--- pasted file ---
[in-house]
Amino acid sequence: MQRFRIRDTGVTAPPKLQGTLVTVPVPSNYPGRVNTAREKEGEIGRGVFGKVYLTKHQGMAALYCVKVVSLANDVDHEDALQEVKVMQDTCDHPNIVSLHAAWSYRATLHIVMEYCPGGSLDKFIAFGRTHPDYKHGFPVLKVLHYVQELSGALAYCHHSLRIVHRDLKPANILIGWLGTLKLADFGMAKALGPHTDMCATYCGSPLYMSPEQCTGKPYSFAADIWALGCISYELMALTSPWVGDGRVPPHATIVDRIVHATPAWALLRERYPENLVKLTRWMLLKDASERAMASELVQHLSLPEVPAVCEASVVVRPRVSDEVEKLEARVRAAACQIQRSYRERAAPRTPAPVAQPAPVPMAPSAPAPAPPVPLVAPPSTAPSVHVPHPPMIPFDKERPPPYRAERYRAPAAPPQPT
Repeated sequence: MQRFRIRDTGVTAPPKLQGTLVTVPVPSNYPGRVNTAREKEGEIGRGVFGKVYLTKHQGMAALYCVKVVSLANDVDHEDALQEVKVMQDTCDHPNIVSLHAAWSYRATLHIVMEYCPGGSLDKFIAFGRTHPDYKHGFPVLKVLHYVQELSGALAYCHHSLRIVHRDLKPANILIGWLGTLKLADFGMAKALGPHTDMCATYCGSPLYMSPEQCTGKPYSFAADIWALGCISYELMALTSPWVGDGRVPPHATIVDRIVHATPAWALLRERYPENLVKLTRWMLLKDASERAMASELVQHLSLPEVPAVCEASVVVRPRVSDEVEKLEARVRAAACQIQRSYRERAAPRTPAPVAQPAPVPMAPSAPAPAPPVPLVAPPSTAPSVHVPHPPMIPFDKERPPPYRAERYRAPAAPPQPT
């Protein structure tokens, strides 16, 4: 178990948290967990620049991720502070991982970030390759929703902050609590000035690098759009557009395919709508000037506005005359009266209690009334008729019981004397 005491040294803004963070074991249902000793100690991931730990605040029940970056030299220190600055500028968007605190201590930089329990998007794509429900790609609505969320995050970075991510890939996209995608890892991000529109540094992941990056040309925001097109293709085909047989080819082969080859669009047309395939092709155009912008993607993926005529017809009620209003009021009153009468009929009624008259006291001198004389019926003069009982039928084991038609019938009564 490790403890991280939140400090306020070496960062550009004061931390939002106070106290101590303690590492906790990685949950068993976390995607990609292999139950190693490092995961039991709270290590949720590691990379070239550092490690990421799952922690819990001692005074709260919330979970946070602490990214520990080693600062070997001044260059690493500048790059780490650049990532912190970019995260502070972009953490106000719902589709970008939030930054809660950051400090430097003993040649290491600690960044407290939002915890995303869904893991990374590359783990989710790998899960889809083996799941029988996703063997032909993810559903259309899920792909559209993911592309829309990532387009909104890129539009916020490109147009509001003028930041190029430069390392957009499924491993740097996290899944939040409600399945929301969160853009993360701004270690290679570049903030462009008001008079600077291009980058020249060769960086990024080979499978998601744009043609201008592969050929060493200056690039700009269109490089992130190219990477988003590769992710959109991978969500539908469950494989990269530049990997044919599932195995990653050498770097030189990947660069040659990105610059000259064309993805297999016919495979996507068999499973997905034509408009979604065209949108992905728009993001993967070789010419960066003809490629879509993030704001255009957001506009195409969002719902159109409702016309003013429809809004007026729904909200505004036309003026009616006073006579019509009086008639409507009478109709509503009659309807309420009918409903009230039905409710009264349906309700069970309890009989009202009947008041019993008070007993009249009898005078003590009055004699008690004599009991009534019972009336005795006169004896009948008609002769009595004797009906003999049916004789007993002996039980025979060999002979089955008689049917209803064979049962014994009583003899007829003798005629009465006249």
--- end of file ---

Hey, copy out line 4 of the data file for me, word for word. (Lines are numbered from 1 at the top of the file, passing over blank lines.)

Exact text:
């Protein structure tokens, strides 16, 4: 178990948290967990620049991720502070991982970030390759929703902050609590000035690098759009557009395919709508000037506005005359009266209690009334008729019981004397 005491040294803004963070074991249902000793100690991931730990605040029940970056030299220190600055500028968007605190201590930089329990998007794509429900790609609505969320995050970075991510890939996209995608890892991000529109540094992941990056040309925001097109293709085909047989080819082969080859669009047309395939092709155009912008993607993926005529017809009620209003009021009153009468009929009624008259006291001198004389019926003069009982039928084991038609019938009564 490790403890991280939140400090306020070496960062550009004061931390939002106070106290101590303690590492906790990685949950068993976390995607990609292999139950190693490092995961039991709270290590949720590691990379070239550092490690990421799952922690819990001692005074709260919330979970946070602490990214520990080693600062070997001044260059690493500048790059780490650049990532912190970019995260502070972009953490106000719902589709970008939030930054809660950051400090430097003993040649290491600690960044407290939002915890995303869904893991990374590359783990989710790998899960889809083996799941029988996703063997032909993810559903259309899920792909559209993911592309829309990532387009909104890129539009916020490109147009509001003028930041190029430069390392957009499924491993740097996290899944939040409600399945929301969160853009993360701004270690290679570049903030462009008001008079600077291009980058020249060769960086990024080979499978998601744009043609201008592969050929060493200056690039700009269109490089992130190219990477988003590769992710959109991978969500539908469950494989990269530049990997044919599932195995990653050498770097030189990947660069040659990105610059000259064309993805297999016919495979996507068999499973997905034509408009979604065209949108992905728009993001993967070789010419960066003809490629879509993030704001255009957001506009195409969002719902159109409702016309003013429809809004007026729904909200505004036309003026009616006073006579019509009086008639409507009478109709509503009659309807309420009918409903009230039905409710009264349906309700069970309890009989009202009947008041019993008070007993009249009898005078003590009055004699008690004599009991009534019972009336005795006169004896009948008609002769009595004797009906003999049916004789007993002996039980025979060999002979089955008689049917209803064979049962014994009583003899007829003798005629009465006249």